Thursday, September 3, 2009

South Central... USA That Is

I can't believe I'm only as far as Louisiana on the massive road saga that was my summer vacation.

Giant casino in Shreveport, where I inexplicably let them keep their money.

On my way out of Cajunland, I made the mistake of eating at a Waffle House. The waffles are pretty poor actually. Mine was limp like a pancake, but had that 'hanging out on a bed of nails' waffle look. A pancake in waffle's clothes. I like my waffles crispy outside, soft inside. Dual textured. Is that too much to ask?

Next on the list of letdowns, Texas. I took some side roads and not interstates so much and what view awaits me but that of coal mines and oil pumps. Not that rad. Mind you, I'm not out cruising gravel county roads, these are paved highways. The oil in ND is a little farther away from the prying eyes anyway.

Texas, birthplace of Travis Parker

Soon enough I was in Austin hanging out with my sister's family. Aside from the fact that they were in the middle of 40-some-odd straight days over 100°, times were fun. We consumed our bodyweights in brisket and played hours of games. To those of you who haven't played games in a while, they are getting better year by year. We played one that involved killer bunnies and another that was a self-deprecating D&D type. What's that, you ask? Of course they can be turned into drinking games. Can't everything? I'm still laying off the sauce (mostly) until the doctor says otherwise.

Also in Austin is a good friend of mine who I met many years ago at a punk rock show in Madison, Wisconsin. Tamicka and I are still in touch after all these years and we shared some of the best barbecue I've ever tasted. We also watched the bats emerge from under the Congress Bridge. Turns out Austin is home to the world's largest urban bat population. Some 1.5 million of the flying rodents. They're super helpful, too, eating up to 30,000 pounds of insects nightly. Maybe Williston should import some of those to deal with the mosquitoes...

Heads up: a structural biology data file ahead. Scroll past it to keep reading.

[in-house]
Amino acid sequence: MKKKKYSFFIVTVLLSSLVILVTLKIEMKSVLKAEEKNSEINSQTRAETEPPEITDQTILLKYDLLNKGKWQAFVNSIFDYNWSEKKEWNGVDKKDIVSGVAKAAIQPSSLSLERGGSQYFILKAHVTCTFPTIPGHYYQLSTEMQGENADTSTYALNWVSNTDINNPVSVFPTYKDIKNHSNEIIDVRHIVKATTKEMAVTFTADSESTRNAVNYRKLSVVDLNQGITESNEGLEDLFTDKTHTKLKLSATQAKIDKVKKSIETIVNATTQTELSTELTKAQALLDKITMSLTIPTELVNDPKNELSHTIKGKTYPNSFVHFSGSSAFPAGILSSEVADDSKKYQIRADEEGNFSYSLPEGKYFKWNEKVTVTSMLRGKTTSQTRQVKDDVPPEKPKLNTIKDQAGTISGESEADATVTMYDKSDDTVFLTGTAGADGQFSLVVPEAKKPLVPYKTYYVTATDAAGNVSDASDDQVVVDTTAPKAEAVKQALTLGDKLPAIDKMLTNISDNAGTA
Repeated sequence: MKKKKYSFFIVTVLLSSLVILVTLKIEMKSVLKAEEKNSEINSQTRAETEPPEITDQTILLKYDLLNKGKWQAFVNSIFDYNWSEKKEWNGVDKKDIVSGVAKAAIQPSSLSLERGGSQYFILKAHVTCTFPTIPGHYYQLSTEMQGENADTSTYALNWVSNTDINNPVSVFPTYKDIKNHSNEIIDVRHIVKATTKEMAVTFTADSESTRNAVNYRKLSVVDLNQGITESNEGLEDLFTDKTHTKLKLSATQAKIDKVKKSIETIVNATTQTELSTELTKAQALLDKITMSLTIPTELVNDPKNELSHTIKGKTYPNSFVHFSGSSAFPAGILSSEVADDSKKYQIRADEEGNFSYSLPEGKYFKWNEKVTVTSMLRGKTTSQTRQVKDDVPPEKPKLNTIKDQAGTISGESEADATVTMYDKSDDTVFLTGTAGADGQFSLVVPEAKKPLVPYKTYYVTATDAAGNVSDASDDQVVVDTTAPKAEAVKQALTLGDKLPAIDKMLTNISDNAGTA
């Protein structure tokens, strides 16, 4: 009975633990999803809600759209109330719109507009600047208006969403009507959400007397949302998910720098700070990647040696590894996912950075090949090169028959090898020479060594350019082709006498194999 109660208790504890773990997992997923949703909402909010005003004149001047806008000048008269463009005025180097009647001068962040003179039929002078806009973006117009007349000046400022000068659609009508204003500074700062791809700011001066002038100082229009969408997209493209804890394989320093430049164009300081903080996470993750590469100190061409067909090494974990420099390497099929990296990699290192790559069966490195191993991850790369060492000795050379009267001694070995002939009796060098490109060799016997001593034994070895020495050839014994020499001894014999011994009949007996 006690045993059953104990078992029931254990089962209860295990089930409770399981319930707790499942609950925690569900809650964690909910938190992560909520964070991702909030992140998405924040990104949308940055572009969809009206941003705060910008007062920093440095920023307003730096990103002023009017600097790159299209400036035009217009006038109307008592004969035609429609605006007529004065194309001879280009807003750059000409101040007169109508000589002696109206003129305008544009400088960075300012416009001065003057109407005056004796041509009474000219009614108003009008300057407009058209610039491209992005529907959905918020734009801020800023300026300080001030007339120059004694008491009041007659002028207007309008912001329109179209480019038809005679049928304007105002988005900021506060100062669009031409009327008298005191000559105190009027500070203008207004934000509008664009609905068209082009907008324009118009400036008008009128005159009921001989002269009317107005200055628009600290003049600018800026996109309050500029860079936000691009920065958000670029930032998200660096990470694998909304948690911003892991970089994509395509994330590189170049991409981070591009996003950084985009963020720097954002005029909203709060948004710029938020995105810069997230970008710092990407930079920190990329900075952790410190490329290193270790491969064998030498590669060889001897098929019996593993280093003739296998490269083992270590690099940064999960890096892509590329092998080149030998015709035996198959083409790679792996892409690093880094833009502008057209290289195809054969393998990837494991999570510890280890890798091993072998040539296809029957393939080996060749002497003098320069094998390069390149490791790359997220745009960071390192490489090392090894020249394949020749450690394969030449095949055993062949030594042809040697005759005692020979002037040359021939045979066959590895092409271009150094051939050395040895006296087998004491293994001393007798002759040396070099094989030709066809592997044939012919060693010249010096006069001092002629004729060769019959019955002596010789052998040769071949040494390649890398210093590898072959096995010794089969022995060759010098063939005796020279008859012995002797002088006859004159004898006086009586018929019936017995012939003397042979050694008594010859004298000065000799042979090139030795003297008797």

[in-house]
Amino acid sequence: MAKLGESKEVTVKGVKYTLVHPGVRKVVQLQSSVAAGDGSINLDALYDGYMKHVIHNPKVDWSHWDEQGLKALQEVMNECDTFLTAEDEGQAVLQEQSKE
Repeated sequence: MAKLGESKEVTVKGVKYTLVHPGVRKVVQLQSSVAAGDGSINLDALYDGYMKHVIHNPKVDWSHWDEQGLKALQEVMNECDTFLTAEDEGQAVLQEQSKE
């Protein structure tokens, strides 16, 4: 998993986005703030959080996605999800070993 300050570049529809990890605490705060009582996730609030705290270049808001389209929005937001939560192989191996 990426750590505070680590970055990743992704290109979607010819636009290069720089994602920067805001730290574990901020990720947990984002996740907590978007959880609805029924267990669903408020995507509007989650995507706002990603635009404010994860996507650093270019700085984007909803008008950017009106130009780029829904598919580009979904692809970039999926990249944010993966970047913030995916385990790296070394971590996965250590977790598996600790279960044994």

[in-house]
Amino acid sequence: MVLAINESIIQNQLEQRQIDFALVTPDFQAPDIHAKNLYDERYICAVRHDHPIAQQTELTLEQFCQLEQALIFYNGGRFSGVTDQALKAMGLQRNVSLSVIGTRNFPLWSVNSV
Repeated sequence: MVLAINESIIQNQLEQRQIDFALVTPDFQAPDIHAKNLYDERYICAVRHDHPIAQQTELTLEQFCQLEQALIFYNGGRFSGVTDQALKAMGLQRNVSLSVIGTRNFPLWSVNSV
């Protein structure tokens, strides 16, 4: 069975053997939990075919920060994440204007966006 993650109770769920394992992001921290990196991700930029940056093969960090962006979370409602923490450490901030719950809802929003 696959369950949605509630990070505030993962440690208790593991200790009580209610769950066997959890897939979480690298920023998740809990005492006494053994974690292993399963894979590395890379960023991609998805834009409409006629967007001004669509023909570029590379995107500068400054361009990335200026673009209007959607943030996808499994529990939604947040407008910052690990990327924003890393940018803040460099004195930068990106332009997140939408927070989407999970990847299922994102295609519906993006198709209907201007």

West Texas is about as boring as they come. Drive fast and get to Carlsbad Caverns while you still have your sanity. Use the elevator (seriously) down to the Big Room as your decompression. Then prepare to be transported to some sort of otherworldly sculpture garden.



Here's the obligatory 'the pictures don't do it justice' statement. Some perspective: the room is 1/4 mile long and hundreds of feet tall. My on-camera flash just didn't cut it. Check that place out if you're near southern New Mexico ever. They also have a few hundred thousand bats that come out to feed at night. They have a little amphitheater set up at the cave entrance, but they don't allow photos. Seriously, they built an elevator to get to the caves, but they don't allow photos of the bats? I guess it's for their own safety. I'll allow it this time.

After being assured that the drive from Carlsbad Caverns to Albuquerque was miss-able enough to do in the late night hours, I set out through UFO country. Wouldn't you know it, I saw one! Either that or it was one of those Perseids, but I'm going with UFO. It was super bright and it arced through the sky for at least a second or two. Like a really bright falling star. Come to think of it, it was probably a Perseid. Rad enough to keep me awake for a little while anyway. That is, in fact, a boring-ass stretch. Little towns and huge oil refineries are all you have to break up the desert monotony. Oh and giant factory dairies that you can smell for miles. I rolled into ABQ thinking I was dreaming...

My buddy calls the place North Mexico, turns out they mostly speak English.

If I take one thing away from Albuquerque (besides the dust), it's the amazing food. Actually, I did take some of it away and I left it in my friend's fridge in Salt Lake City. He agreed as to its amazing-ness. Adobado. Remember that word. It means extra-fucking-hot-and-tasty in Spanish. I had adobado pork ribs, ate the same dish two days in a row and still had enough leftover to (accidentally) leave some to SLC. That speaks more to the portions at this place, but the quality was off the charts good, too.

Whew. Almost home. What do you know about the Black Canyon of the Gunnison River? Come tomorrow, you may know a little bit more...

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